I also wanted to share that we lost a dear family member this past week — Georgia’s Great Granddad, who lived a long, full life and passed peacefully just a few weeks after turning 94. He was very special to both Mark and G, who always wanted to be held by her Great Granddad and lovingly referred to him as “my friend.” Here are a couple of my favorite photos of them together, from the year she was born and again this past winter. He will be so very missed.

I’ll be back after the services ~ hope you all have a very restful week ahead.

News · Tips and Tricks

Digest It: Food News for Fall

OK, so pumpkin stuff is everywhere, the temperatures are dipping below 60, Mr. Autumn Man is popping up on the Onion, and blah blah blah. Over in my house, we are in denial. Just say no to boots and tights! And people with jackets? Don’t even get me started!! Here’s where my brain’s at:


In that vein, I’m going deeper into denial by fixating on very summery recipes, food trends and news tidbits these days. A few things I’m finding helpful in pretending winter isn’t coming:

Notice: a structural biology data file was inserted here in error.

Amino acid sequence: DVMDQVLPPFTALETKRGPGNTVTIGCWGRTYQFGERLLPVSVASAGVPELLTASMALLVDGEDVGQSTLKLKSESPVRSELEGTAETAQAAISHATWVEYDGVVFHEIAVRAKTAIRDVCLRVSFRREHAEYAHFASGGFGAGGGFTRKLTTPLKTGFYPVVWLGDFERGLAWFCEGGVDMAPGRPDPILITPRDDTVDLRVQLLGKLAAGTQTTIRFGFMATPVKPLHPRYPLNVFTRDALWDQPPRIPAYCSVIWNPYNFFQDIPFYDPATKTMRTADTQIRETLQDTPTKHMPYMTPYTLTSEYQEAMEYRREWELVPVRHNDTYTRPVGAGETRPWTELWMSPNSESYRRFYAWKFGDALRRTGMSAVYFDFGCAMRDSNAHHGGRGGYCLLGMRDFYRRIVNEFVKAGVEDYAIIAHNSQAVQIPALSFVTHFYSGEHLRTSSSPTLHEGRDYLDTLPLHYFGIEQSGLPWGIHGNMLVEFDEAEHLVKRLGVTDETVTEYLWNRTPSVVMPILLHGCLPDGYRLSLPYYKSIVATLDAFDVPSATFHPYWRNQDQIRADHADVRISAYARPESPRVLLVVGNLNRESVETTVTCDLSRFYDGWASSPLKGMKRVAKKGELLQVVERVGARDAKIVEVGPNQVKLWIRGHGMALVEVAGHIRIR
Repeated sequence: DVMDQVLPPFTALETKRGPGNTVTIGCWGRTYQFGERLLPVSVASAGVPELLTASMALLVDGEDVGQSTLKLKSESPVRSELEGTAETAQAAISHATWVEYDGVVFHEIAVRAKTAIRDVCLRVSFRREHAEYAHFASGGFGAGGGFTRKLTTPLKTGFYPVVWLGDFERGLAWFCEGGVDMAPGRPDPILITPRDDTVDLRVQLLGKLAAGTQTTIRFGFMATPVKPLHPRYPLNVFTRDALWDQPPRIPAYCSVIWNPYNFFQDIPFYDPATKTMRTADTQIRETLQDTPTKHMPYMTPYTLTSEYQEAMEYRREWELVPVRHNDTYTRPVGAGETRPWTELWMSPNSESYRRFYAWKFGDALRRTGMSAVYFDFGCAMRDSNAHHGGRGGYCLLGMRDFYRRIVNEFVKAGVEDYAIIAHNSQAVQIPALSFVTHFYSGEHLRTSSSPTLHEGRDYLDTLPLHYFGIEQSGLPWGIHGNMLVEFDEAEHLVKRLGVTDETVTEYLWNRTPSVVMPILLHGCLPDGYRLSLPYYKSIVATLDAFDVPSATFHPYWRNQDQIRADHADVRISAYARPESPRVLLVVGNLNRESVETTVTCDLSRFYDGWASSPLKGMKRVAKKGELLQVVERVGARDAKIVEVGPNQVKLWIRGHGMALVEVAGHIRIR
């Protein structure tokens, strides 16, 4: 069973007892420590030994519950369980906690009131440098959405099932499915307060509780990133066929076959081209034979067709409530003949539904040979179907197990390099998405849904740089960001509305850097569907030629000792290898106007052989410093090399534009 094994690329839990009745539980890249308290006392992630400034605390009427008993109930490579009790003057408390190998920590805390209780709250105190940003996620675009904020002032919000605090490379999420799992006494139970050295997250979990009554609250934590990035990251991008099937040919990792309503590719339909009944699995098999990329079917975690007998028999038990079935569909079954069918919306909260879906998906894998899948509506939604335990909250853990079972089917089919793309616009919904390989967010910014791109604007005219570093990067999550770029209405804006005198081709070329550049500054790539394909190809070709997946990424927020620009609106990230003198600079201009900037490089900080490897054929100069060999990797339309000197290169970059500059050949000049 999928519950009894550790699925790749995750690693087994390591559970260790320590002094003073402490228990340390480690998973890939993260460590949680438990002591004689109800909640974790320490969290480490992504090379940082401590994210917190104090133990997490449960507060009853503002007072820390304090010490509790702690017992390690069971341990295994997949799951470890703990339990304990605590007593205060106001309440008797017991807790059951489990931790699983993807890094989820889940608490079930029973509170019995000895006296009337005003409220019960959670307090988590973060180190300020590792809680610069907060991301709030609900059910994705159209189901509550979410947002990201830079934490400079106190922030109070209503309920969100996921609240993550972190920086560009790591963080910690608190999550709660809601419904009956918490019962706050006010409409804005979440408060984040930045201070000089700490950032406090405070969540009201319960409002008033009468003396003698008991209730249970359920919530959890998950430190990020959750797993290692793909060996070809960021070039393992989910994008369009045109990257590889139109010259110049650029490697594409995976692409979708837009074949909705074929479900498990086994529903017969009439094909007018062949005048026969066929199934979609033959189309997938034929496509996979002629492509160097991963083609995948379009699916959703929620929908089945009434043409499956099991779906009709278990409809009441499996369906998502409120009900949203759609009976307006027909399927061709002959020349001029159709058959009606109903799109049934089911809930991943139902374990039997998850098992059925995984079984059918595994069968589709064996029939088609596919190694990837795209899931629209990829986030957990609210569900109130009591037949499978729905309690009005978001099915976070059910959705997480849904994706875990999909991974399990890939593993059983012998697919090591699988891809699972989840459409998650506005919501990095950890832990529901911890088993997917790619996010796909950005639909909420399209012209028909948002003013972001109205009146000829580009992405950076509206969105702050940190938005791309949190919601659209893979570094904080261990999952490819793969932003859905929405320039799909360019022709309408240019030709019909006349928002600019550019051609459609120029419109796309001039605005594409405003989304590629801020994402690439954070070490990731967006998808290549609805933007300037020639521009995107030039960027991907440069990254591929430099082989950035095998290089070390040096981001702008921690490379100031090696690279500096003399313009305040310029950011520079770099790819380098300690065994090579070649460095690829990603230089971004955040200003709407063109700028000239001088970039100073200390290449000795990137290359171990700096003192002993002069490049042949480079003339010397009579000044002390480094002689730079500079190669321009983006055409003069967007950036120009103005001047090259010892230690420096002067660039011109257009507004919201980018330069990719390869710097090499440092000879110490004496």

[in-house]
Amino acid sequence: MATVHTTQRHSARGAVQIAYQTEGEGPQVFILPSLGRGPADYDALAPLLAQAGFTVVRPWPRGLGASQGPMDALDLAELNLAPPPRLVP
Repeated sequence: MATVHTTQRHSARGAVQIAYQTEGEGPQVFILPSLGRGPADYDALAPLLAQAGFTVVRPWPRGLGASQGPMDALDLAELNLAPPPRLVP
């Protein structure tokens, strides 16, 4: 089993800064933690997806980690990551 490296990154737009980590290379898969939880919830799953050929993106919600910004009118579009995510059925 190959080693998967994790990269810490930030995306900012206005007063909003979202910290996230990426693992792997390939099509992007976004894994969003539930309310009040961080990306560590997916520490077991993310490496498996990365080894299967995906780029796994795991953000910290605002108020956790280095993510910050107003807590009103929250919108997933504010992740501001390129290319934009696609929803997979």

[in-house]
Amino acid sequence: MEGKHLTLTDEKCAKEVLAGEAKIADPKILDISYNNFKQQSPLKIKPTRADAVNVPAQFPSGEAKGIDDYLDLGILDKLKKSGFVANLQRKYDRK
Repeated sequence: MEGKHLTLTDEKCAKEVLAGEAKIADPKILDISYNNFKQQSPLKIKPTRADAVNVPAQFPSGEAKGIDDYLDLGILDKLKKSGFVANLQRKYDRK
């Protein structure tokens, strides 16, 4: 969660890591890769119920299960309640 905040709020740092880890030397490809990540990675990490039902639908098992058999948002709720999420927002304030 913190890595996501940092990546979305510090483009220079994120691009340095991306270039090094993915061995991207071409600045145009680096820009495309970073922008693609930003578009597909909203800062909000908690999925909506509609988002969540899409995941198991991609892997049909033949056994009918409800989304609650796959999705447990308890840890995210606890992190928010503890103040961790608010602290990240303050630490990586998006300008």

Shape Magazine’s Annual snack awards. So helpful in evaluating junk vs. worthwhile tidbits for in-between-mealtime eating. The best part is that they are categorized according to what you’re craving, from crunchy to creamy and sweet to savory. (Is anybody else craving ice cream with pretzels after reading that?) Some of my favorites from the list are Wholly Gaucamole’s travel packs, Blue Diamond’s Sriracha Almonds, Chobani’s Salted Caramel Crunch yogurt and Whole Foods Tropical Greens popsicles. Doesn’t that say summer? Or at least vacation?

thekitchn.com

In a tropical vein, I am always looking for a good mock Orange Julius recipe. Darn it if I don’t love those things, junk that they are! It’s like I’m right back at the mall doing back-to-school shopping in 1992. Find the recipe here.

nytimes.com

And this is super summer-y, but have you ever found yourself with so much extra cucumber from your garden that you can’t possibly hope to find a new way to eat it? Enter the trend over-taking New York, the “Smashed Cucumber Salad.” I haven’t had a chance to try it yet, but it’s supposed to be a game-changer.

I’ve always loved House Beautiful Magazine, and this piece really hit home. I have the smallest refrigerator of all time — smaller even than my college apartments — and am always, ALWAYS looking for tips to make better use of it. I can’t even fit a gallon of milk on the top shelf, that’s how tiny it is! This list is pretty good, in particular this binder clip tip below. Great for freezing a bunch of those warm-weather fruits that just won’t taste the same when they’re out of season come winter.